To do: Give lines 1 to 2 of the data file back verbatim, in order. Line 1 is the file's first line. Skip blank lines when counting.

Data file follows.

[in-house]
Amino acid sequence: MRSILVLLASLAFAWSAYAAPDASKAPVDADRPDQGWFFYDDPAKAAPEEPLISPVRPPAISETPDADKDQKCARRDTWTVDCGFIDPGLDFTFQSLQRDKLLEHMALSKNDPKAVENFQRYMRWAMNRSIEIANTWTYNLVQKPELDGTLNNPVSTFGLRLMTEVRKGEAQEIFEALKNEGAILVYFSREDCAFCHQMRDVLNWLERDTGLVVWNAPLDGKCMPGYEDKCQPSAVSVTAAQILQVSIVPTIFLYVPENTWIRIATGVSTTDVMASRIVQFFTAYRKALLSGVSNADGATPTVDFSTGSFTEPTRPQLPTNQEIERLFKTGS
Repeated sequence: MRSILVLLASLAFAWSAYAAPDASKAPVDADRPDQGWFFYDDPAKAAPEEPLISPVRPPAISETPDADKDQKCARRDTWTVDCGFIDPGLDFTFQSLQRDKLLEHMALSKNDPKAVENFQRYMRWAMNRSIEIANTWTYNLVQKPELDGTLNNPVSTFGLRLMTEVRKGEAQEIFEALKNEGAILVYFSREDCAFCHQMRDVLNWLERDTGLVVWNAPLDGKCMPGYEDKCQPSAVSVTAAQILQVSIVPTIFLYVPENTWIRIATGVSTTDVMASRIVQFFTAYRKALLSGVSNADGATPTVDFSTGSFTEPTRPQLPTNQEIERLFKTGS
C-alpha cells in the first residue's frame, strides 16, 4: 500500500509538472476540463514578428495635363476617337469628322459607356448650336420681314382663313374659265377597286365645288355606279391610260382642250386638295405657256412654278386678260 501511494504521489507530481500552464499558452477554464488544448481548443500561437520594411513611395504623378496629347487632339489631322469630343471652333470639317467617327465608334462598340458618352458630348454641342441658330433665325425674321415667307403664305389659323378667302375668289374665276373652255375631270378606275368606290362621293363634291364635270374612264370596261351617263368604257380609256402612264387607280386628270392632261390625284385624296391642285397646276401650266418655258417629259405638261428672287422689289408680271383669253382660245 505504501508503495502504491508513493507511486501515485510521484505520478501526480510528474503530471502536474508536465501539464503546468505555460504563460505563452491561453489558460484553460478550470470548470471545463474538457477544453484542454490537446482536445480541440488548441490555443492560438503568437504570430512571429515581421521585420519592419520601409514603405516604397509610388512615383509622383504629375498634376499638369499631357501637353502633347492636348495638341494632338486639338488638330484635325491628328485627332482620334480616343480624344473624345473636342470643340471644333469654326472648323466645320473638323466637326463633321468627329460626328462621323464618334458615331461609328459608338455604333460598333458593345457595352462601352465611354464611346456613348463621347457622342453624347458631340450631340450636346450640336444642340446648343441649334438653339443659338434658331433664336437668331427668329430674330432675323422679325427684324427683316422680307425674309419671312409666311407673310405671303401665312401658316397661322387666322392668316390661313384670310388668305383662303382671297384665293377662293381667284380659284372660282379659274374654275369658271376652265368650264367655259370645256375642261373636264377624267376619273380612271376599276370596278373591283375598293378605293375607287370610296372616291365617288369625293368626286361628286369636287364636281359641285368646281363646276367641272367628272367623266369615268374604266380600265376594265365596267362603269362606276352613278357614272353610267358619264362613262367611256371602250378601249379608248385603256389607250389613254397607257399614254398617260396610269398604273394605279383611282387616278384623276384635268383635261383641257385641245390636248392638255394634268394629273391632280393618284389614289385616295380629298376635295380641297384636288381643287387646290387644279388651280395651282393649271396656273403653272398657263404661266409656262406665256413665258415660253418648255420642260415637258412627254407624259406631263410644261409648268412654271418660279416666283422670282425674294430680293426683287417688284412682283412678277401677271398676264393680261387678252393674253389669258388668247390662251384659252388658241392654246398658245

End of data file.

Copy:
[in-house]
Amino acid sequence: MRSILVLLASLAFAWSAYAAPDASKAPVDADRPDQGWFFYDDPAKAAPEEPLISPVRPPAISETPDADKDQKCARRDTWTVDCGFIDPGLDFTFQSLQRDKLLEHMALSKNDPKAVENFQRYMRWAMNRSIEIANTWTYNLVQKPELDGTLNNPVSTFGLRLMTEVRKGEAQEIFEALKNEGAILVYFSREDCAFCHQMRDVLNWLERDTGLVVWNAPLDGKCMPGYEDKCQPSAVSVTAAQILQVSIVPTIFLYVPENTWIRIATGVSTTDVMASRIVQFFTAYRKALLSGVSNADGATPTVDFSTGSFTEPTRPQLPTNQEIERLFKTGS